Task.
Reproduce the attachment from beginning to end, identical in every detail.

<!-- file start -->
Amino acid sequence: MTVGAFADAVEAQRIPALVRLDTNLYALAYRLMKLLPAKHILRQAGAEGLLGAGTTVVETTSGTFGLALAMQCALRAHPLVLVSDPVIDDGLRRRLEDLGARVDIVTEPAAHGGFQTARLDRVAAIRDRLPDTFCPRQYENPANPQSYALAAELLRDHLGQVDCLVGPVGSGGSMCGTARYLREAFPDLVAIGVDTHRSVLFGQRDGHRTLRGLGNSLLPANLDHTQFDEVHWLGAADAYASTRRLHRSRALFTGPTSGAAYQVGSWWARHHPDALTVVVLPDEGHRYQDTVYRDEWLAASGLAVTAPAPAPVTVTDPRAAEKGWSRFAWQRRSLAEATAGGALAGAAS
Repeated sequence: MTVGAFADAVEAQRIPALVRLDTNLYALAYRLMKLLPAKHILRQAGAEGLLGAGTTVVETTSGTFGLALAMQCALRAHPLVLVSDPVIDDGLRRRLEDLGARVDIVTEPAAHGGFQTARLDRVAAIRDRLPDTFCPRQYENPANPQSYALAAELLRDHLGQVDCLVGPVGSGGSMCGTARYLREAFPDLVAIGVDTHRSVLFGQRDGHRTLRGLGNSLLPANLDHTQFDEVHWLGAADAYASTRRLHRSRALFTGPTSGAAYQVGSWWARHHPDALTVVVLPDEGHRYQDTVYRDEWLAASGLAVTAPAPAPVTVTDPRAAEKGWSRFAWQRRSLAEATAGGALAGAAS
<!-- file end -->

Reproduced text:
Amino acid sequence: MTVGAFADAVEAQRIPALVRLDTNLYALAYRLMKLLPAKHILRQAGAEGLLGAGTTVVETTSGTFGLALAMQCALRAHPLVLVSDPVIDDGLRRRLEDLGARVDIVTEPAAHGGFQTARLDRVAAIRDRLPDTFCPRQYENPANPQSYALAAELLRDHLGQVDCLVGPVGSGGSMCGTARYLREAFPDLVAIGVDTHRSVLFGQRDGHRTLRGLGNSLLPANLDHTQFDEVHWLGAADAYASTRRLHRSRALFTGPTSGAAYQVGSWWARHHPDALTVVVLPDEGHRYQDTVYRDEWLAASGLAVTAPAPAPVTVTDPRAAEKGWSRFAWQRRSLAEATAGGALAGAAS
Repeated sequence: MTVGAFADAVEAQRIPALVRLDTNLYALAYRLMKLLPAKHILRQAGAEGLLGAGTTVVETTSGTFGLALAMQCALRAHPLVLVSDPVIDDGLRRRLEDLGARVDIVTEPAAHGGFQTARLDRVAAIRDRLPDTFCPRQYENPANPQSYALAAELLRDHLGQVDCLVGPVGSGGSMCGTARYLREAFPDLVAIGVDTHRSVLFGQRDGHRTLRGLGNSLLPANLDHTQFDEVHWLGAADAYASTRRLHRSRALFTGPTSGAAYQVGSWWARHHPDALTVVVLPDEGHRYQDTVYRDEWLAASGLAVTAPAPAPVTVTDPRAAEKGWSRFAWQRRSLAEATAGGALAGAAS